for i in range(n_tries):
        bdays = make_birthdays(n_people)
        n_doubles, n_triplets = count_multiples(bdays)
        if n_doubles >= 1:
            n_with_doubles += 1
        if n_triplets >= 1:
            n_with_triplets += 1
    avg_doubles = (1.0*n_with_doubles) / n_tries
    avg_triplets = (1.0*n_with_triplets) / n_tries
    return avg_doubles, avg_triplets


The result of running birthdays.py: this calculates the probability that two people at a party will share the same birthday for party. We put in population sizes of 0 to 50, but you can obviously extend that all the way to 365 or more.

We can plot this output with:

python3 birthdays.py > bday_prob.out

and plot with:

# then at the gnuplot> prompt type:
plot 'bday_prob.out' using 2:7 with linespoints

22.3. The theory

The calculation is a bit involved, but it is a very good example of the field of combinatorics, and it teaches us a lot about how to count things. Since this example was clearly counterintuitive, the exercise of counting well is a good one.

The simplifying idea is to first calculate the opposite: the probability that no two people have the same birthday.

Imagine a sequence of events in which people enter an empty room.

For one person the probability of no duplicate birthdays is 1, which is the same as \(365/365 = 1.0\).

Let us say you have 2 people, then the probability that the second person does not have the same birthday as the first is \(364/365 \approx 0.99726\).

Add a 3rd person and you have \(363/365 \approx 0.99452\) chance that the newcomer’s birthday does not match one of the other two.

To get the probability of no matches with 3 people you take the join probability of the 3 situations: 1.0 when the first person enters the room, times the probabilities of no matches with each successive entry into the room:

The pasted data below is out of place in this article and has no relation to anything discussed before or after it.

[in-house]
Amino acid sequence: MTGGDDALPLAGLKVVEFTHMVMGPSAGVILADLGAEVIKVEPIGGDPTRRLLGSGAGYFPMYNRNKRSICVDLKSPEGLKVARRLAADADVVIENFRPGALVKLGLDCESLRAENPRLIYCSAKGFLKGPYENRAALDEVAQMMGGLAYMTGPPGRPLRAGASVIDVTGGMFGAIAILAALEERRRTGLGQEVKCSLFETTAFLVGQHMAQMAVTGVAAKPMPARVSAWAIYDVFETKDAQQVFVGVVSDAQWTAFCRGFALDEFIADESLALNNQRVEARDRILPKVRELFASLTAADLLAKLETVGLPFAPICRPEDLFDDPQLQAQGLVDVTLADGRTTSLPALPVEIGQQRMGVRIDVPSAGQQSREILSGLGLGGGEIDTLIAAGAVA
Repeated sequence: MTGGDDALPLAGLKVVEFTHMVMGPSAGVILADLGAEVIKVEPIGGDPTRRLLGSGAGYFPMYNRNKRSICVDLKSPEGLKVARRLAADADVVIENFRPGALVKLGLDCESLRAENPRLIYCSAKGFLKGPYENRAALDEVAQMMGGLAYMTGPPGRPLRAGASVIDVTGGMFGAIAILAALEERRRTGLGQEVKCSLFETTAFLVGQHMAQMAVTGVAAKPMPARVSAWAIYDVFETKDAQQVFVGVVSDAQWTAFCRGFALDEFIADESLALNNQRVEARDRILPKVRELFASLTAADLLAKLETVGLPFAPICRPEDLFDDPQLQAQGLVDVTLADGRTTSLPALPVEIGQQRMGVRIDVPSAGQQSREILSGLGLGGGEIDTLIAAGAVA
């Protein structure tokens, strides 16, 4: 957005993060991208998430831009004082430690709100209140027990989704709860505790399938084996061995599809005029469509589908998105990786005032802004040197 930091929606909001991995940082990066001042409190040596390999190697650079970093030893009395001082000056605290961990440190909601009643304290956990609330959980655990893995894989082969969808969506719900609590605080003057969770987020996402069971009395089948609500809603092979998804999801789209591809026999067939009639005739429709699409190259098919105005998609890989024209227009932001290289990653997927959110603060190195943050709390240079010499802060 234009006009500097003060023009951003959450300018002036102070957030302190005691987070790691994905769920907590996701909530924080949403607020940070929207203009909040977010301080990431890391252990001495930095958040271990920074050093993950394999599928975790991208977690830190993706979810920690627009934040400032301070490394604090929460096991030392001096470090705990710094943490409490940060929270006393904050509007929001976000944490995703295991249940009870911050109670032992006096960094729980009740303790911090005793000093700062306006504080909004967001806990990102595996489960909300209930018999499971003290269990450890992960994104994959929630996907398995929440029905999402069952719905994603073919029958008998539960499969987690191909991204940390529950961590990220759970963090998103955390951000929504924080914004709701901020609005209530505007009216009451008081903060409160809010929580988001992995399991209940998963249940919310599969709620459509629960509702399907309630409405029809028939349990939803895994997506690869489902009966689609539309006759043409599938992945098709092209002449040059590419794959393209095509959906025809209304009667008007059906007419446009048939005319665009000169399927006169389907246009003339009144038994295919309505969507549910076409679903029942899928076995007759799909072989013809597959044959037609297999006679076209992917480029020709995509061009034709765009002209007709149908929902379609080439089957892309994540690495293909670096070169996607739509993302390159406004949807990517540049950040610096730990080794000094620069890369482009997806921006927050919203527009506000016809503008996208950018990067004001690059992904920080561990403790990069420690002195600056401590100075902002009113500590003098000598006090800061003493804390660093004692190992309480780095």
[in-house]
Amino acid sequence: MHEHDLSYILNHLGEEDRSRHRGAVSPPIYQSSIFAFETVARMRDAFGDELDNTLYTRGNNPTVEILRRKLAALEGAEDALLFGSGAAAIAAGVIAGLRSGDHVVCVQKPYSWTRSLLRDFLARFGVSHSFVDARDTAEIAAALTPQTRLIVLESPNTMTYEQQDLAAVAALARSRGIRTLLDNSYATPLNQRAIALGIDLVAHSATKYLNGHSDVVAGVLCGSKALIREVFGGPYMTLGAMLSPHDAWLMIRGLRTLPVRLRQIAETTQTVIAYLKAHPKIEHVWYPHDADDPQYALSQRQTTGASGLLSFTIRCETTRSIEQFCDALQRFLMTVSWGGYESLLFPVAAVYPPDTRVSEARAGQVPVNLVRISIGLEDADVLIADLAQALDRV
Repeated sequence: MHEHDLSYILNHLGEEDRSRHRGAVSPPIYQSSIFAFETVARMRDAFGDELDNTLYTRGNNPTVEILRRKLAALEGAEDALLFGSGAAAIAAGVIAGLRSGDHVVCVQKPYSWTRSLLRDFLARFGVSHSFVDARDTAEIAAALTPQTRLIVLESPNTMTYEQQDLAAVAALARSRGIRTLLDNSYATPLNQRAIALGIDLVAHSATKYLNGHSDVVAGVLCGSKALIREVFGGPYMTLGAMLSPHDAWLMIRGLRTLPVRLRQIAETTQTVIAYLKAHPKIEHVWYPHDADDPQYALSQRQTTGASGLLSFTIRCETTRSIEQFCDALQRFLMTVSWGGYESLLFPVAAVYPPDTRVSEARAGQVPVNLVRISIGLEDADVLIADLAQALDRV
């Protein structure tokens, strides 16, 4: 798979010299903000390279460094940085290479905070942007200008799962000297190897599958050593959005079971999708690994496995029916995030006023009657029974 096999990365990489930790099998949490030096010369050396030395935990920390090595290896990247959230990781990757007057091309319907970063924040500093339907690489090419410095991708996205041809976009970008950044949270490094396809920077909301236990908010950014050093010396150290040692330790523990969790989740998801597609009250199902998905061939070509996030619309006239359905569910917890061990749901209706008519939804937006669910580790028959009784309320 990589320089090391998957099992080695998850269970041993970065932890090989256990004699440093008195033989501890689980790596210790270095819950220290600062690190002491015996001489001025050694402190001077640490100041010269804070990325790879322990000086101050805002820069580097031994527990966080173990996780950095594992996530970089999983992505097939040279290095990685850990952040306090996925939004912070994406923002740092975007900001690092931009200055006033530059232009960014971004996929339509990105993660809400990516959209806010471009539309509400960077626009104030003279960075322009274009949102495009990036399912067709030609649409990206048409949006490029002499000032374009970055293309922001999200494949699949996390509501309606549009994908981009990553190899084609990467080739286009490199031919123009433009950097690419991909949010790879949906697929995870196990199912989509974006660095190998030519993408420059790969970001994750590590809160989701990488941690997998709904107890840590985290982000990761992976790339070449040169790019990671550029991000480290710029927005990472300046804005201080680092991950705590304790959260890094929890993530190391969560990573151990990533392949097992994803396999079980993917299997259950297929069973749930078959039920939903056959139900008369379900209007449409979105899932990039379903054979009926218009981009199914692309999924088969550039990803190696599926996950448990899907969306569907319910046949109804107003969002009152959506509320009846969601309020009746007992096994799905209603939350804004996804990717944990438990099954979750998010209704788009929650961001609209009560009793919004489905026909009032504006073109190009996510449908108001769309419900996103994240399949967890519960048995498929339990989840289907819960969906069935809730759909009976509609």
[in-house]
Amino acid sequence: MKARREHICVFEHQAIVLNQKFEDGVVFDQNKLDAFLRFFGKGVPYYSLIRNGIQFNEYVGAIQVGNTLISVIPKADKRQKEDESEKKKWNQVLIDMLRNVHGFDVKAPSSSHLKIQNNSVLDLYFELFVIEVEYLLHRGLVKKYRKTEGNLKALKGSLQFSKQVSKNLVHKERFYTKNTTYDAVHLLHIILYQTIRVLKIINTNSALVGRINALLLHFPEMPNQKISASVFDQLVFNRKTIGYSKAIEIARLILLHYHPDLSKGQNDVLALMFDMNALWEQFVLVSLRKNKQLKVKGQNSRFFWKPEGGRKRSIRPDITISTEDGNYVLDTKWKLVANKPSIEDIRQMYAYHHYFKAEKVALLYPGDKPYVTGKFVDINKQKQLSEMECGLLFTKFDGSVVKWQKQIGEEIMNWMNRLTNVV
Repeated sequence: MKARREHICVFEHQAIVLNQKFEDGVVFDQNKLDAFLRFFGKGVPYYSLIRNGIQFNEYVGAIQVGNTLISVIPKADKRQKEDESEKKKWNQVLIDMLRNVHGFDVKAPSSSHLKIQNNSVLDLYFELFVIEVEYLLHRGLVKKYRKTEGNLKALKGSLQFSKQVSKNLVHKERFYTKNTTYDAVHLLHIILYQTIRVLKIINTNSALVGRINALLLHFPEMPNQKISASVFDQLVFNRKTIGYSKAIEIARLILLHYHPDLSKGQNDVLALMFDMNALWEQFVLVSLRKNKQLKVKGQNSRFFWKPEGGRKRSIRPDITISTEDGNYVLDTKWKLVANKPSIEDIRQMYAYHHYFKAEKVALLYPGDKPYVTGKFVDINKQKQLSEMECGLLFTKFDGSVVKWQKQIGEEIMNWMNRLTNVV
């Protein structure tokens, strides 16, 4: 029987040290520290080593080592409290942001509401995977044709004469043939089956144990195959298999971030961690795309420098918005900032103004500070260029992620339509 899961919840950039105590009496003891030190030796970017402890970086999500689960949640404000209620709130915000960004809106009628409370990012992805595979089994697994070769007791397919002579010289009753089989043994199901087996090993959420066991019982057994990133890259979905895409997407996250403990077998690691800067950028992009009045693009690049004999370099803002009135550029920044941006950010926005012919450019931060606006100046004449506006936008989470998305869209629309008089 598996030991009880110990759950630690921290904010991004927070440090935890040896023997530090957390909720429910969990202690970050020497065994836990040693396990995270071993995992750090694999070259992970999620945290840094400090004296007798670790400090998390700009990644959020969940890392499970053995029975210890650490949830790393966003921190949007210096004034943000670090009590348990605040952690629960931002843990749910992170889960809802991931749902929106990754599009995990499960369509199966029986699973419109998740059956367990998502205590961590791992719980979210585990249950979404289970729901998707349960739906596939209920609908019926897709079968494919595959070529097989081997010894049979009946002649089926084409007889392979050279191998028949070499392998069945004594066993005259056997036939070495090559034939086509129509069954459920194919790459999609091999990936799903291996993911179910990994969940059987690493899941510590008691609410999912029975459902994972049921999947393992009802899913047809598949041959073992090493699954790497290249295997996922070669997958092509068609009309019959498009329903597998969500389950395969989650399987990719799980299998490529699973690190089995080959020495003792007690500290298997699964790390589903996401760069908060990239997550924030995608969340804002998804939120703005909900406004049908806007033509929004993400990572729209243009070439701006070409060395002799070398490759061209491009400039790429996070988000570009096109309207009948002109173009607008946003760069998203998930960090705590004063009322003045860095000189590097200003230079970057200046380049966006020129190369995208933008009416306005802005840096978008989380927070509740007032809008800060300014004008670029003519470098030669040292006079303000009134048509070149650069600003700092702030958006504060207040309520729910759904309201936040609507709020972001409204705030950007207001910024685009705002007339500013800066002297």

\[\begin{split}P_{\rm no\_dup}(n) = \frac{365}{365} \times \frac{364}{365} \times \frac{363}{365} \approx 0.991795 \\ P_{\rm duplicates}(n) = 1 - P({\rm no\_dup}) \approx 1 - 0.991795 \approx 0.00820417\end{split}\]

The general formula after \(n\) people have entered the room is:

\[\begin{split}P_{\rm no\_dup}(n) & = & \frac{n}{n} & \times \frac{n-1}{n} \times \frac{n-2}{n} \times \dots \times \frac{1}{365} \\ & = & (space) & \frac{365 \times (365-1) \times \dots \times (365 - n + 1)}{365^n}\end{split}\]

Using the definition of factorial, we see that the numerator is:

\[\begin{split}{\rm numerator} = & 365 \times 364 \times 363 \times ... \times (365-n+1) = \frac{365!}{(365-n)!} \\ & = n! \times { 365 \choose n}\end{split}\]

where we used the mathematical “choose” notation:

\[\begin{split}{n \choose k} & = & \frac{n (n-1) \dots (n - k + 1)}{k (k-1) \dots 1} \\ & = & \frac{n!}{k!(n-k)!}\end{split}\]

So our formula is:

\[\begin{split}P_{\rm no\_dup}(n) = \frac{n! \times {365 \choose n}}{365^n} \\ P_{\rm duplicates}(n) = 1 - \frac{n! \times {365 \choose n}}{365^n}\end{split}\]

Do we believe this? Well, let us compare it to our monte carlo calculation for the tipping point of \(n = 23\):

\[P_{\rm duplicates}(23) = 1 - \frac{365! \times {365 \choose 23}}{365^{23}} \approx 1 - 0.492703 \approx 0.507297\]

22.4. Take-home

What we have learned:

  • Simulate a situation (in this case people sharing birthdays).

  • Calculate the probability of an event with a random component. We do this by running the event many times and averaging the outcome.

  • Jargon: you could think of this as a very simple example of a “monte carlo” simulation.